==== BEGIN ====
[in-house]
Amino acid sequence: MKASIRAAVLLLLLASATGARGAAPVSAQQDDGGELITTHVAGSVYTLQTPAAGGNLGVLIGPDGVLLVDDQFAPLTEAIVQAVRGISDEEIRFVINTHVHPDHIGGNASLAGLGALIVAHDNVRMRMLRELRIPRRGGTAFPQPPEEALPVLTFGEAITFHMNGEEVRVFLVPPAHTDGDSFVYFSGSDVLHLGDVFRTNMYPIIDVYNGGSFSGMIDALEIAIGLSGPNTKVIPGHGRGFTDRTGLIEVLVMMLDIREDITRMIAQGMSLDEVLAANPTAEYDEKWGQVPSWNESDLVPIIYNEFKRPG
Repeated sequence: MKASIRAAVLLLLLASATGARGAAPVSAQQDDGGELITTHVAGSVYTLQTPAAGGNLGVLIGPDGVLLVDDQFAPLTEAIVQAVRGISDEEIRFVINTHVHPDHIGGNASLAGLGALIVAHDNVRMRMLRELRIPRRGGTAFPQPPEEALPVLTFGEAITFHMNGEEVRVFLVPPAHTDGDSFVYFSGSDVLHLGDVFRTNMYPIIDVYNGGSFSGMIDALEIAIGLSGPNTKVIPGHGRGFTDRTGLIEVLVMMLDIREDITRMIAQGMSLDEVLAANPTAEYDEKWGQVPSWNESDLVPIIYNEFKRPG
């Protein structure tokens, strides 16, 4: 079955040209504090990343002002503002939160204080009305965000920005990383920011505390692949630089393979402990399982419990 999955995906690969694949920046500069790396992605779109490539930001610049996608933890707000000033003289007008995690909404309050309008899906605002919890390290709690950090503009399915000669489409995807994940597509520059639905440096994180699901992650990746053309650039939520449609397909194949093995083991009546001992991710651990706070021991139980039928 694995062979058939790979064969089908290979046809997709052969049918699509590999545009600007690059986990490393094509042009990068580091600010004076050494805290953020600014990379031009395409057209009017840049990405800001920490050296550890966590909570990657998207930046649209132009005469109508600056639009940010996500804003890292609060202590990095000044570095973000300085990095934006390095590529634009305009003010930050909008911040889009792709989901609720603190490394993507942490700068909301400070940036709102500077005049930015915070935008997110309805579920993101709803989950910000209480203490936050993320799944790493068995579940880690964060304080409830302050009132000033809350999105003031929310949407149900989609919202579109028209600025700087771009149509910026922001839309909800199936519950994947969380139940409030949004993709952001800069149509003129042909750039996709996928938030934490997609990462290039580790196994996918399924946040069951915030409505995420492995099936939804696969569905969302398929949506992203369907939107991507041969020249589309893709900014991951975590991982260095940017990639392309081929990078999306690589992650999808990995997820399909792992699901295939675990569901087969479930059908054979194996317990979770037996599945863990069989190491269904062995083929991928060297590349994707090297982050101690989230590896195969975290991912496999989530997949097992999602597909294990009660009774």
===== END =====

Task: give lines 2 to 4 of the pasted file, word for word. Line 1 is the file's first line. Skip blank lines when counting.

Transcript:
Amino acid sequence: MKASIRAAVLLLLLASATGARGAAPVSAQQDDGGELITTHVAGSVYTLQTPAAGGNLGVLIGPDGVLLVDDQFAPLTEAIVQAVRGISDEEIRFVINTHVHPDHIGGNASLAGLGALIVAHDNVRMRMLRELRIPRRGGTAFPQPPEEALPVLTFGEAITFHMNGEEVRVFLVPPAHTDGDSFVYFSGSDVLHLGDVFRTNMYPIIDVYNGGSFSGMIDALEIAIGLSGPNTKVIPGHGRGFTDRTGLIEVLVMMLDIREDITRMIAQGMSLDEVLAANPTAEYDEKWGQVPSWNESDLVPIIYNEFKRPG
Repeated sequence: MKASIRAAVLLLLLASATGARGAAPVSAQQDDGGELITTHVAGSVYTLQTPAAGGNLGVLIGPDGVLLVDDQFAPLTEAIVQAVRGISDEEIRFVINTHVHPDHIGGNASLAGLGALIVAHDNVRMRMLRELRIPRRGGTAFPQPPEEALPVLTFGEAITFHMNGEEVRVFLVPPAHTDGDSFVYFSGSDVLHLGDVFRTNMYPIIDVYNGGSFSGMIDALEIAIGLSGPNTKVIPGHGRGFTDRTGLIEVLVMMLDIREDITRMIAQGMSLDEVLAANPTAEYDEKWGQVPSWNESDLVPIIYNEFKRPG
């Protein structure tokens, strides 16, 4: 079955040209504090990343002002503002939160204080009305965000920005990383920011505390692949630089393979402990399982419990 999955995906690969694949920046500069790396992605779109490539930001610049996608933890707000000033003289007008995690909404309050309008899906605002919890390290709690950090503009399915000669489409995807994940597509520059639905440096994180699901992650990746053309650039939520449609397909194949093995083991009546001992991710651990706070021991139980039928 694995062979058939790979064969089908290979046809997709052969049918699509590999545009600007690059986990490393094509042009990068580091600010004076050494805290953020600014990379031009395409057209009017840049990405800001920490050296550890966590909570990657998207930046649209132009005469109508600056639009940010996500804003890292609060202590990095000044570095973000300085990095934006390095590529634009305009003010930050909008911040889009792709989901609720603190490394993507942490700068909301400070940036709102500077005049930015915070935008997110309805579920993101709803989950910000209480203490936050993320799944790493068995579940880690964060304080409830302050009132000033809350999105003031929310949407149900989609919202579109028209600025700087771009149509910026922001839309909800199936519950994947969380139940409030949004993709952001800069149509003129042909750039996709996928938030934490997609990462290039580790196994996918399924946040069951915030409505995420492995099936939804696969569905969302398929949506992203369907939107991507041969020249589309893709900014991951975590991982260095940017990639392309081929990078999306690589992650999808990995997820399909792992699901295939675990569901087969479930059908054979194996317990979770037996599945863990069989190491269904062995083929991928060297590349994707090297982050101690989230590896195969975290991912496999989530997949097992999602597909294990009660009774």